She’s a broadcaster, producer, an actress, a philanthropist, and now, she will become a special contributor to CBS’s 60 Minutes.
Jeff Fager, the executive producer announced on Tuesday (January 31st) that Oprah would be joining the team.
“There is only one Oprah Winfrey. She has achieved excellence in everything she has touched. Her body of work is extraordinary, including thousands of interviews with people from all walks of life, says Fager.” “She is a remarkable and talented woman with a level of integrity that sets her apart and makes her a perfect fit for 60 Minutes. I am thrilled that she will be bringing her unique and powerful voice to our broadcast.”
Winfrey mentions that she’s been a “big admirer” of 60 Minutes since her days as a young reporter.
“I’m so excited and proud to join forces with this historic news program, which for me represents the bastion of journalistic storytelling. At a time when people are so divided, my intention is to bring relevant insight and perspective, to look at what separates us, and help facilitate real conversations between people from different backgrounds.”
Congratulations Oprah, we can’t wait to see your great contribution on CBS’s 60 Minutes!
Back in 2006 Morgan Freeman interviewed with Mike Wallace for CBS’s tv show 60-Minutes. From that interview a polarizing and wildly popular soundbite emerged where Freeman states that he is against the idea of Black History Month, saying, “You’re gonna relegate my history to a month?” Check it out below:
Every year since it aired, this clip has made it’s rounds on the internet, ironically during Black History Month. From this interview Freeman has received both commendation and criticism, especially where his remarks about how to end racism are concerned. In an article written by Axiom Amnesia, the author feels Freeman was wrong for stating his solution to ending racism is to stop talking about. She cited the reason for her difference of opinion is that racism should be discussed and on a more specific level, bringing an awareness, and in turn acceptance, of differences. The thing is, I think her and Morgan are saying the same thing.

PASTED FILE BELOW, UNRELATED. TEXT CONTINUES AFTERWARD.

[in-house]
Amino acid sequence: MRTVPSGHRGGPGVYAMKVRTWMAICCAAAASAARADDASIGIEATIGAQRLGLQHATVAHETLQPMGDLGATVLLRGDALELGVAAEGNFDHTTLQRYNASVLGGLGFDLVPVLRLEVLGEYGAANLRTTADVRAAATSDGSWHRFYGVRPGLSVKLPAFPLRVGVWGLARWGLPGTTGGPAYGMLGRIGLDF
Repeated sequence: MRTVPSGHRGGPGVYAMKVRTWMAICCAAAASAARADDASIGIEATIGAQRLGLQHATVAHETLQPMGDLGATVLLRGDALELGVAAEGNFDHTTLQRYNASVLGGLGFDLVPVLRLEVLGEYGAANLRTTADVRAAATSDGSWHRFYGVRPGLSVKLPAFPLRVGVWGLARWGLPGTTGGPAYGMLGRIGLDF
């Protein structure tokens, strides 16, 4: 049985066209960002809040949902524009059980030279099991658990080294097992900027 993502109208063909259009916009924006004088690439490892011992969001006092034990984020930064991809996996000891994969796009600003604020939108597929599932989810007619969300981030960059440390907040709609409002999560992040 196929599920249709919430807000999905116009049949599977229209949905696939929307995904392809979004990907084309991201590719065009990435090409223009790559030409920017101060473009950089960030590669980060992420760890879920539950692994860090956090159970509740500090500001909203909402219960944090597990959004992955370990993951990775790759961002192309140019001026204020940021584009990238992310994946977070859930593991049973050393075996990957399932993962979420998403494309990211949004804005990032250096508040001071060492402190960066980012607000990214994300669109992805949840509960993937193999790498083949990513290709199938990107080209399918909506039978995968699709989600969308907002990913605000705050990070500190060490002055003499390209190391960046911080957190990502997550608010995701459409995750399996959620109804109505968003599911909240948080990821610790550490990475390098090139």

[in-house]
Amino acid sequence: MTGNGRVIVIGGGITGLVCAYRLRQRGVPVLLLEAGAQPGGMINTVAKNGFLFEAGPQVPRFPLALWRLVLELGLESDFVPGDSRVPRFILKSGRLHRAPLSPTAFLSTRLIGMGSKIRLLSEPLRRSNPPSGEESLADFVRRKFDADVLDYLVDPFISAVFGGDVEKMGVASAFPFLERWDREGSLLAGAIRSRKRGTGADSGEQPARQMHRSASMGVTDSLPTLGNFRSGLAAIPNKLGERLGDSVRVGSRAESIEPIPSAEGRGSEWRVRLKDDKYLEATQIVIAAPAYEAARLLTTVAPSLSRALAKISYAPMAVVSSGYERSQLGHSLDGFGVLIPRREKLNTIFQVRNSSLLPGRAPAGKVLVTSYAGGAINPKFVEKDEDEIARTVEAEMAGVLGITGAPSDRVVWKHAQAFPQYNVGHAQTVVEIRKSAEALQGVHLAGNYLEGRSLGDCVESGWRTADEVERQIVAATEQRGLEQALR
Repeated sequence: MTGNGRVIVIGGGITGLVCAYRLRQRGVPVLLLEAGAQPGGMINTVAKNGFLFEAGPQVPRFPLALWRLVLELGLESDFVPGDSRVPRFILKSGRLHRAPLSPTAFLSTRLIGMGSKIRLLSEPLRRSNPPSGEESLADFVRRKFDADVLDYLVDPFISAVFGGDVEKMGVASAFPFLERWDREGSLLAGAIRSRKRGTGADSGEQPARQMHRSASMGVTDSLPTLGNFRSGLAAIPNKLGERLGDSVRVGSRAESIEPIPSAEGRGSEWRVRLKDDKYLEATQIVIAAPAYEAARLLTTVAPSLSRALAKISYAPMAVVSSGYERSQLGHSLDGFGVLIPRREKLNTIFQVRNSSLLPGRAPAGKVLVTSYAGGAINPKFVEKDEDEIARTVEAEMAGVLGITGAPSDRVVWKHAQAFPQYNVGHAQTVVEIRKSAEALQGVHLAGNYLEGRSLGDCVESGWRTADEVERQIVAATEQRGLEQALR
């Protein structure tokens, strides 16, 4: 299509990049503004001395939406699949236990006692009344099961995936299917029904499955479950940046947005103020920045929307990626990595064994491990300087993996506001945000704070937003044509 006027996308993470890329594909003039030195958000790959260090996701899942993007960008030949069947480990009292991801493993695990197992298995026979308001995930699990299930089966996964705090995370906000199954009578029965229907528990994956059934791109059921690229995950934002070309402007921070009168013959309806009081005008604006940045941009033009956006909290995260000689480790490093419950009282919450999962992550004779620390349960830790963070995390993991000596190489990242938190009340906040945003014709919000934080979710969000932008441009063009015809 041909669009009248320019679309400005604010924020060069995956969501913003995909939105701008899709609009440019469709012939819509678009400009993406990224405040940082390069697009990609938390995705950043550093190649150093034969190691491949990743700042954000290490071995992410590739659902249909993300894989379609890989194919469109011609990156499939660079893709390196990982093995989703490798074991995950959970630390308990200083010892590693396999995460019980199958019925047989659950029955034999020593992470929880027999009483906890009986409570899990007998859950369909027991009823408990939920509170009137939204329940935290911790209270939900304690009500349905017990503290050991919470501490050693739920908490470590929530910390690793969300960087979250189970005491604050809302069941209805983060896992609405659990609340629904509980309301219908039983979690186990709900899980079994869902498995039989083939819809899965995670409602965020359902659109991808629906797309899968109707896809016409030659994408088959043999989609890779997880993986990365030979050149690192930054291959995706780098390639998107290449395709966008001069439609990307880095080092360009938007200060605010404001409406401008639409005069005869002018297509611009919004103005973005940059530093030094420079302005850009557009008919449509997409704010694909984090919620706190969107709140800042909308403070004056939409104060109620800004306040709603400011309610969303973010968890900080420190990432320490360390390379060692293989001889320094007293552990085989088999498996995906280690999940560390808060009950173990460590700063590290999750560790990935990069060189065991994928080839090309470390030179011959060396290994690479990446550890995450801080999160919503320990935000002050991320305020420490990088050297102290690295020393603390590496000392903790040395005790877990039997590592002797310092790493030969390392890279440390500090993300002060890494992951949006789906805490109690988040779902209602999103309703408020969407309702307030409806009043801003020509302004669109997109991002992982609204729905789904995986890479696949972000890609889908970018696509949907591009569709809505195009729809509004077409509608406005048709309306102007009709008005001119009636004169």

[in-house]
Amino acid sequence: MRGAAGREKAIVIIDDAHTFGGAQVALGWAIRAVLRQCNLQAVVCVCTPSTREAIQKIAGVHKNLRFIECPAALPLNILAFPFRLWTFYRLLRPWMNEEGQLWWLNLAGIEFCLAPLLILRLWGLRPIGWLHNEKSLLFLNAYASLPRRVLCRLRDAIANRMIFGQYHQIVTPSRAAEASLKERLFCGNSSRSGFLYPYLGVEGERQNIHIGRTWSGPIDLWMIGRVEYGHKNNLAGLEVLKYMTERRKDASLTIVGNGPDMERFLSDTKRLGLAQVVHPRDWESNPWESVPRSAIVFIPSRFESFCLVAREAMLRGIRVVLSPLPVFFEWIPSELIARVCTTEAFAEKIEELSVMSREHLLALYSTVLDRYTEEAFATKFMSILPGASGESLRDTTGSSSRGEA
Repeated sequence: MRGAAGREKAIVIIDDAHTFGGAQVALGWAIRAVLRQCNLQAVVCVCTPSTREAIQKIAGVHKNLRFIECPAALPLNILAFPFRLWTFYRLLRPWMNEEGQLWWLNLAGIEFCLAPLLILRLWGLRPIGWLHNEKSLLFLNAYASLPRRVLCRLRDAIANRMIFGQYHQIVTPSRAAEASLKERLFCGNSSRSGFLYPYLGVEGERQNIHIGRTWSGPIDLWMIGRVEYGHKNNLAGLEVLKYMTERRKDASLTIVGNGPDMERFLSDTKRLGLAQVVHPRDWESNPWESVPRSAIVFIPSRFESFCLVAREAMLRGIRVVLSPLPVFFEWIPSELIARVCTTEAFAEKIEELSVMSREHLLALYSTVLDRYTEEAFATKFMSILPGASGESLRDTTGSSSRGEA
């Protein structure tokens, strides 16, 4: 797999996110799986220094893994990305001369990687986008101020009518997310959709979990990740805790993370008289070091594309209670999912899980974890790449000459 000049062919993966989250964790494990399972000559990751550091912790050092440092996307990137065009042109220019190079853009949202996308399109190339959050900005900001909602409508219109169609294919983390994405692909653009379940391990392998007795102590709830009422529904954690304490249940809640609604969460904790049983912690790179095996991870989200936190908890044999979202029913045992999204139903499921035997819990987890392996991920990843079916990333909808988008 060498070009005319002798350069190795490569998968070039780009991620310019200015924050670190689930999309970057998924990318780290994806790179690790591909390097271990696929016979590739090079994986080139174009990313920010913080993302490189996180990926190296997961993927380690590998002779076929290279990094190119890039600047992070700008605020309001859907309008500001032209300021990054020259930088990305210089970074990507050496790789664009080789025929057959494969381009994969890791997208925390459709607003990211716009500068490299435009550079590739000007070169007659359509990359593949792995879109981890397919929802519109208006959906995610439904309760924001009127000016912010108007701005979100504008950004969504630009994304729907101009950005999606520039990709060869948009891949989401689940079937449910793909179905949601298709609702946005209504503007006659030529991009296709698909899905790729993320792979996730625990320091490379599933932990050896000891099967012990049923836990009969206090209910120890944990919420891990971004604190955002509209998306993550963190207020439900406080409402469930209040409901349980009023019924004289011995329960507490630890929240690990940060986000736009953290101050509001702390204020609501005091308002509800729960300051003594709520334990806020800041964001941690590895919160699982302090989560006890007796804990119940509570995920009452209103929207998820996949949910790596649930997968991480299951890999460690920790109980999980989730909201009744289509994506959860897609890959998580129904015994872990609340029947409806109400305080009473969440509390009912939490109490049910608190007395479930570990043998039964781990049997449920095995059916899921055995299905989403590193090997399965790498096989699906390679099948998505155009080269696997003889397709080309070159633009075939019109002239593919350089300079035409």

In the segment, which is only about 50 seconds long mind you, Morgan makes the comment “You know me as Morgan Freeman and I know you as Mike Wallace“. This to me is in line with Axiom’s point that we need to explore the roots of racism beyond just skin color because it’s making the exchange personal and specific to that individual, defining them as more than a “white man” or a “black man”. When Freeman said to stop talking about racism I don’t think he meant that we should ignore it, but that the discussions we’ve been having and the way we’ve been having them are no longer productive. Yes racists acts occur on a daily basis, and those should be addressed as such, but so long as we continue to focus on celebrating the “first [insert minority here]” instead of focusing on creating the space for those minorities to exist, we’re depriving ourselves of the very progress we wish to see.
A great example is Saturday Night Live’s most recent cast addition Sasheer Zamata. When the new cast of players debuted this year viewers made their dissatisfaction with the lack of black women comics known. Not only did SNL do a brilliant job expressing that they heard us (Kerry Washington’s White House Skit) they added Sasheer to the line-up, as well as two new Black writers Lakendra Tookes and Leslie Jones. It’s been two episodes since the newcomers have joined and we’re excited to see what comes of these additions, but in my mind this is exactly what Morgan was expressing. See a (race) problem, address it specifically, move on. How do YOU guys feel about the concept of Black History Month in 2014 and beyond, should we continue it or should it reconsidered. Sound off in the comments.